SIS Grants



The Scientific Instrument Society awards small grants, of up to £500 each, for research on the history of scientific instruments. This page outlines the criteria for the scheme and we recommend that you click here to see examples of previously supported projects. Once you’re ready to apply, please complete the online application form. We do not accept speculative CVs (Resumes).

Since September 2015, our grants fund has been supplemented by the Paul Bunge Prize, awarded to the Society for its role in publishing Brian Gee’s book, Francis Watkins and Dollond telescope patent controversy, edited by Anita McConnell and Alison Morrison-Low, details of which can be found here. The Society is delighted to have received this award and the enhanced funds will greatly assist future researchers through the grants programme.



SIS Research Grants are intended to support new research into the history of scientific instruments based on archival materials and/or museum collections. They are not intended to fund activities to which an applicant is already committed or to fund research into the development of new scientific instruments and medical technologies.

Grants may be used to cover any reasonable costs of research, including travel and photography. We cannot support applications for outreach projects and exhibitions.



Grants are open to applicants from any country, and both members and non-members of the Scientific Instrument Society may apply. Previous applicants are also welcome to apply, provided that an article based on their first research grant has already been submitted to the SIS Bulletin.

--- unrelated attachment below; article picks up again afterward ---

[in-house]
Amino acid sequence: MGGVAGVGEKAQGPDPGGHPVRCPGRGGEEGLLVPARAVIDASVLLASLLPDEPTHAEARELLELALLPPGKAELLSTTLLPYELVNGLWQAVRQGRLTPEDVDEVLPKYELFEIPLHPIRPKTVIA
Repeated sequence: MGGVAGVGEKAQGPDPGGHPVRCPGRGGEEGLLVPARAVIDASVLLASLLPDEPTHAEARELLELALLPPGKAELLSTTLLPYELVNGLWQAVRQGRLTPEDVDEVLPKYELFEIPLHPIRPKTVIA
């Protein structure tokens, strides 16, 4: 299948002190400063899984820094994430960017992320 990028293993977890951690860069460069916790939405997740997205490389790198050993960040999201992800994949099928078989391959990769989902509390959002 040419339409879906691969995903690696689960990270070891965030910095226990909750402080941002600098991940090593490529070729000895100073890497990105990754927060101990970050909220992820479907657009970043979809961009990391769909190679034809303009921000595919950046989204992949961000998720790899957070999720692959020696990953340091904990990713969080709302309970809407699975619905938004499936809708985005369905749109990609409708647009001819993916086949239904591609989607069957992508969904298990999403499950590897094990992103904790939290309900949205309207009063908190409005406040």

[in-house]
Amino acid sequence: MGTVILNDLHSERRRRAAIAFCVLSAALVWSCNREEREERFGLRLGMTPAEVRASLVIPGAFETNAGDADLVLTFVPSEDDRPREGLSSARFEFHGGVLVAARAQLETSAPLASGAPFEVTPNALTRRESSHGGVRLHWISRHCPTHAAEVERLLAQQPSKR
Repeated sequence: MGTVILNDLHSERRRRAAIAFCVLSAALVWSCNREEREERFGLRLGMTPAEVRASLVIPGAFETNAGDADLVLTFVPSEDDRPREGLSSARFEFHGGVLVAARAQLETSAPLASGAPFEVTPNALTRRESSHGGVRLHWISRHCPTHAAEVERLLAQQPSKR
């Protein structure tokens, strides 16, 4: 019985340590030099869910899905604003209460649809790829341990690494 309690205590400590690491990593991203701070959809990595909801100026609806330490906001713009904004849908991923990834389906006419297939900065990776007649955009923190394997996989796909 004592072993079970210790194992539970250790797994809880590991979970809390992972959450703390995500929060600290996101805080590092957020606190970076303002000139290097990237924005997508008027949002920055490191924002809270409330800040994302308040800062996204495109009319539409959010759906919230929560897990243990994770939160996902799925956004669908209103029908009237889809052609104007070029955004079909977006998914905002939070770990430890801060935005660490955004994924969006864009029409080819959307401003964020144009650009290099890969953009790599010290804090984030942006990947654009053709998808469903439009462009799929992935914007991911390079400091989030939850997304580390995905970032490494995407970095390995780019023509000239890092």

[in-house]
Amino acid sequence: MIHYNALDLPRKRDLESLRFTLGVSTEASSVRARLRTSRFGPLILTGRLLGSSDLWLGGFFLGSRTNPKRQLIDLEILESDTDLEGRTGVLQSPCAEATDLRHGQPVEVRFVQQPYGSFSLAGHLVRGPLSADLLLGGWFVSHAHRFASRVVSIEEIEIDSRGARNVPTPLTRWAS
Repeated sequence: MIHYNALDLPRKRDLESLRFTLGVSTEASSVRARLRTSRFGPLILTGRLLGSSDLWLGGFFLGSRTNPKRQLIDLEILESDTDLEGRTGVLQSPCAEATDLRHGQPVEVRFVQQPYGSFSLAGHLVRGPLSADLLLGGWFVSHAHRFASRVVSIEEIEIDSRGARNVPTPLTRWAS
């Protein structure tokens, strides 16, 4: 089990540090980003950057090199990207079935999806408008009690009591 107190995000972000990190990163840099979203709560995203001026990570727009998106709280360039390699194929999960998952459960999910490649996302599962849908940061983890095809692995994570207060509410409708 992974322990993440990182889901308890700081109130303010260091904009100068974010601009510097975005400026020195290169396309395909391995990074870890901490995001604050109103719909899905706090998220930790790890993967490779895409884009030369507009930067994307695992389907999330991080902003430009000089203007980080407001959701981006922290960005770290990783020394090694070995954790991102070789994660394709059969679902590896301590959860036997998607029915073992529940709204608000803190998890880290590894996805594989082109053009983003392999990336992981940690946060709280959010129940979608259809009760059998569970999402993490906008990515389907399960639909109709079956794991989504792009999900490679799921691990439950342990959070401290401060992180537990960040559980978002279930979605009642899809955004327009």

What we cannot support:

  • Conference fees, accommodation or travel costs
  • Any meals incurred during your research trip
  • The purchase of equipment such as camera, scanners, memory cards etc.



Please complete an application, as set out on the Grant Application page, and please send an email to stating that you have submitted your online application. The Grants Officer will respond to confirm receipt.

To ensure the best chance of success, please explain the following points in your project statement:

  • Why is this topic important in the history of scientific instruments?
  • How does this work relate to previous research on this topic, either by yourself or other researchers?
  • How will you conduct this research and what is your approximate project timetable?
  • If visiting a museum collection, have you already contacted the relevant curator to request access to the objects? Please provide details of specific historic instruments that you wish to inspect as part of your research trip.

Two rounds of applications will be considered each year. The deadlines for receipt of applications are 1 March and 1 September.

Applications will be reviewed by the Society's Committee shortly after each deadline. Applicants will normally be informed of the Committee’s decision a few weeks later. Due to the high number of applications we receive it will not normally be possible for us to fund all deserving projects. The amount of money offered may be less than the original amount sought. The Committee’s decision is final.



The grant awarded will paid against actual expenditure. Any and all claims on the grant should be accompanied by original tickets or receipts.

The grant is returnable if the project is abandoned, if the grant is misapplied, or if the agreed outcomes are not met within 3 years of the award date. If there is no progress on the research by the third anniversary of the award date (1 March or 1 September) then the grant will automatically be rescinded and the funds will be reallocated to new applicants in the next award session.

On completion of the project, grant-holders will be expected to report on the results of their research to the Society through publication in the Society’s Bulletin. We’re happy to accept a shortened summary article (approximately 2,000 words with a few images) if you’d like to publish a full-length article in a peer-reviewed journal at a later date. Grant applications are also expected to contribute a short (300 word) blog post about their research for the Society's website.

If a funded project is expected to take place over a substantial period, grant-holders will be required to provide an update every six months.

For further information, please contact